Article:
I came up with the idea of building my own virtual museum two weeks ago today. The actual museum opening has had to wait until today because I was mightily conferencing last week. You can find out more about my intentions behind and aims for the Mid-Week Museum from its inaugural post.
The official record for the altar on the open access Glasgow Museums Collection Navigator database describes it thus:
Head of St John the Baptist
This portable shrine is in the form of a tabernacle – a painted wooden box, with doors which open to reveal an alabaster devotional carved image. In the centre is a dish containing St John the Baptist’s head. Below is the resurrected Christ, and above St John’s soul rises to heaven in the form of a small figure supported by angels. Six saints flank these images. Four named on the doors are Saints James and Catherine on the left, Saints Anthony (whose head is missing) and Margaret on the right. The full-length saints are St Peter, identified by papal keys, and an as-yet unidentified Bishop Saint.
Alabaster panels from Nottingham were popular in England and exported to Europe. Most were mounted into church altarpieces, but these smaller shrines were used for private prayer and meditation in domestic settings. During the Reformation, in the mid 16th century, these images were banned. Many were destroyed; others hidden or sent away by their owners for safe keeping.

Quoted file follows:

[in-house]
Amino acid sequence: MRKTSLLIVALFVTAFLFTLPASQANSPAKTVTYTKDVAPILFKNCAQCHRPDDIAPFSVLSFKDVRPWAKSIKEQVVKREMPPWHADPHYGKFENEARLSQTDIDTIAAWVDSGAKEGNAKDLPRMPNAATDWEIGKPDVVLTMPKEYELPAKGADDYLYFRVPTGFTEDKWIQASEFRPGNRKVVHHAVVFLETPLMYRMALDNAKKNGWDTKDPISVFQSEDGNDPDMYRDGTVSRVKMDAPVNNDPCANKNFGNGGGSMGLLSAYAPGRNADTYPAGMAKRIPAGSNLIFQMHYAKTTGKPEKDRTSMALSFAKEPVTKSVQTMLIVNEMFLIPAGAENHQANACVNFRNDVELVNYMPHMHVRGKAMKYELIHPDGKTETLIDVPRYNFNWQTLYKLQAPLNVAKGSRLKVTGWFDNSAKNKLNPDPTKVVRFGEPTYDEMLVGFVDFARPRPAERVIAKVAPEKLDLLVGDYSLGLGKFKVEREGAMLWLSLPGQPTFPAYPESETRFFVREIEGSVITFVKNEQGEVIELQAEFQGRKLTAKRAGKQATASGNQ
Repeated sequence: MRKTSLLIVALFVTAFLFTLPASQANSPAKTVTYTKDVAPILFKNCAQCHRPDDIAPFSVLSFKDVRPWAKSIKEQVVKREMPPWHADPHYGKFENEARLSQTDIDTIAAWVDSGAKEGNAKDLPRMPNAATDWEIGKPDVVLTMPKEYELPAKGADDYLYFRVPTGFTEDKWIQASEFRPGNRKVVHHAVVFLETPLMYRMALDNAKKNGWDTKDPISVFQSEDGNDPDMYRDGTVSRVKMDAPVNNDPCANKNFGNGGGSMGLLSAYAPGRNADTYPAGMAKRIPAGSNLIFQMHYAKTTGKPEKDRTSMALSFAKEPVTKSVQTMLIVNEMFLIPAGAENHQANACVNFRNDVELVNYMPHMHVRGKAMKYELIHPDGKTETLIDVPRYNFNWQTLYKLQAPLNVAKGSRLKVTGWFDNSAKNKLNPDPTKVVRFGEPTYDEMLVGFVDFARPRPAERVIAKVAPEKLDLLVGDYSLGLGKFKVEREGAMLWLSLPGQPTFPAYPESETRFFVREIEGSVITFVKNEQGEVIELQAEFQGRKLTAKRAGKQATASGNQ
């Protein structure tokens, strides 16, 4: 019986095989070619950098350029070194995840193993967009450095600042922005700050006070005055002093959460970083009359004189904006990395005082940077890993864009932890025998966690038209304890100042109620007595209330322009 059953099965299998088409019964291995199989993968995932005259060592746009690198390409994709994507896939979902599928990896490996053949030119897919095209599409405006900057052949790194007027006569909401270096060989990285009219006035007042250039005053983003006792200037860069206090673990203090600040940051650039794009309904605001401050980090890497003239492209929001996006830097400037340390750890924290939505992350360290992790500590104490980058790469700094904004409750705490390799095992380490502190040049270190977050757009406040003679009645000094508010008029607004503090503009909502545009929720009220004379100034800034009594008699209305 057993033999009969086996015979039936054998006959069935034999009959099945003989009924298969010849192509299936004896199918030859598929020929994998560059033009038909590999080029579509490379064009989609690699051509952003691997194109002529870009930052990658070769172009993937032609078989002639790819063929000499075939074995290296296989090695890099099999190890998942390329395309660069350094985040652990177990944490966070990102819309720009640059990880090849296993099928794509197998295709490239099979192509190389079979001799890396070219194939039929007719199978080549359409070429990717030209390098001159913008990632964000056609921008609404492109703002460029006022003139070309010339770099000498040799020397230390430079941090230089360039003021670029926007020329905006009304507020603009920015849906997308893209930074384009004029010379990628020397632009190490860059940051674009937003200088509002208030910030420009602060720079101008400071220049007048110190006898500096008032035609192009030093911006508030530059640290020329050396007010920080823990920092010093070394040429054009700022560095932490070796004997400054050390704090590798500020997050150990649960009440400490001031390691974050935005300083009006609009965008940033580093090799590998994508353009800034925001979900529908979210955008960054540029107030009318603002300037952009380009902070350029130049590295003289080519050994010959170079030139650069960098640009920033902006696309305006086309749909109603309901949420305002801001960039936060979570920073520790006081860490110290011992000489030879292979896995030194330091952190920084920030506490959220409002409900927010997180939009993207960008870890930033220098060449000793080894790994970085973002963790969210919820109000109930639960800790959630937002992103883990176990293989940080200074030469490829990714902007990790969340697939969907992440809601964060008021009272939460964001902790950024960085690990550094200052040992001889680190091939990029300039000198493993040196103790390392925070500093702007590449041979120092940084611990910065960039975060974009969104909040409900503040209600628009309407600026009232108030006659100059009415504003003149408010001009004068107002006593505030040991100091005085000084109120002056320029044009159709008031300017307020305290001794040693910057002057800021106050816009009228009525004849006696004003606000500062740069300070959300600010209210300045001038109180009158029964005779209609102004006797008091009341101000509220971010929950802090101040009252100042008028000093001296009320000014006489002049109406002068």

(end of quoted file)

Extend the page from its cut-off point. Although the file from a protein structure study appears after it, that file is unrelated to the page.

This complete shrine is one of only five recorded examples which survive. Three are in the Burrell Collection. It was gifted to the city of Glasgow by Sir William and Constance, Lady Burrell together with the rest of the collection, in 1944.
The shrine wasn’t on display when I was a Burrell Collection volunteer tour guide, but it’s rapidly become one of my favourite medieval exhibits, for three reasons.
This example shows the saint’s soul being carried in the more typical way, sitting in a sort of basket. St John the Baptist’s soul, in the Burrell Collection altar, is more completely wrapped up as he is carried upwards; it’s the first time that I have seen a soul be carried thus.
Just to show that it’s not only saints carried to heaven by angels, here’s another example from the British Library Catalogue of Illuminated Manuscripts:
I mentioned in my first Mid-week Museum post that I would look at how I’d display each object were I actually lucky enough to be creating my own museum. I think that in this case I’d be inclined to place the portable altar in a setting in which it could have originally been used. The Royal Palace at Stirling Castle is a wonderful example of how the past can be brought to life. I think that William Burrell’s extensive medieval collections could be used to give some insight into a – wealthier – medieval home, with tapestries on some walls, and oak cabinets pushed against others. Where would you put this altar were it in your museum?